Other rooms in the 60s style brick ranch house currently serving as their store, are full of breeches, coats, books and helmets. Tucked away in corners might be a harness and a pair of hames (the wooden pieces resting on the collar to which the traces are attached), a set of pinks (the red coat and white breeches worn by staff members of a hunt) or a hunting whip (a long piece of leather with a handle used to guide the hounds more than hit them).

Down the wooden stairs to the basement one can explore walls of halters from simple basic nylon to a bright red halter with shiny sequins. Bandages are stacked neatly on shelves and horse blankets hang on racks that are easy to sort through to find the perfect size and weight.

On the back wall are rows of bits including everything from simple snaffles to driving bits. Of course one can find bridles in all sizes and quality from high end for the show ring to a simple western trail or endurance bridle.

On a recent Saturday, Lauren Brooks and her parents, Nicole and Wilson Brooks visited the shop from Boiling Springs, N.C. looking for boots.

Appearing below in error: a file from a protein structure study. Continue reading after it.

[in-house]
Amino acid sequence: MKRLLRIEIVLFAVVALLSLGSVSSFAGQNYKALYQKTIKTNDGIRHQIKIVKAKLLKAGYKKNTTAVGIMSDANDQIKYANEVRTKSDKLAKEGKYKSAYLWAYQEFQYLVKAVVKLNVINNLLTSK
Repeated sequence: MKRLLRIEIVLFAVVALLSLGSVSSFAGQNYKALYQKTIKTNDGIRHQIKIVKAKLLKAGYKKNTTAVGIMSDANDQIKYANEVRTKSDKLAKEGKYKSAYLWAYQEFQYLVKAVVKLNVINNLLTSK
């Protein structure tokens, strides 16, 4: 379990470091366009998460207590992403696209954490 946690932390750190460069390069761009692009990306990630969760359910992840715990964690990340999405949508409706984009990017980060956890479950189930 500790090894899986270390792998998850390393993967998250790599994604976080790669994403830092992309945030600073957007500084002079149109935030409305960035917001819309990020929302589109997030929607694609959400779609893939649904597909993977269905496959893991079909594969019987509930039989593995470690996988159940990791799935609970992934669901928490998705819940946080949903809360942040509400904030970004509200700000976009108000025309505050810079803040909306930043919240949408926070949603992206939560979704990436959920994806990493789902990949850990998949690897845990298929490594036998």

“This is our first time here,” said Nicole. “We’ve heard about it and wanted to check it out.”

“I’m looking for some used boots so I don’t have to break in new ones,” said Lauren who is a member of the Thomas Jefferson Classical Academy Riding Team. She is currently taking lessons and plans to start showing hunter soon.

As Lauren began trying on boots, she realized she had forgotten her socks. Not only was she having difficulty sliding the boots on, she couldn’t really get a good fit. Carson swung into action, jumped in the truck and quickly drove to the local Dollar General to buy some socks. Upon returning, Lauren asked him what kind of boots she needed for showing.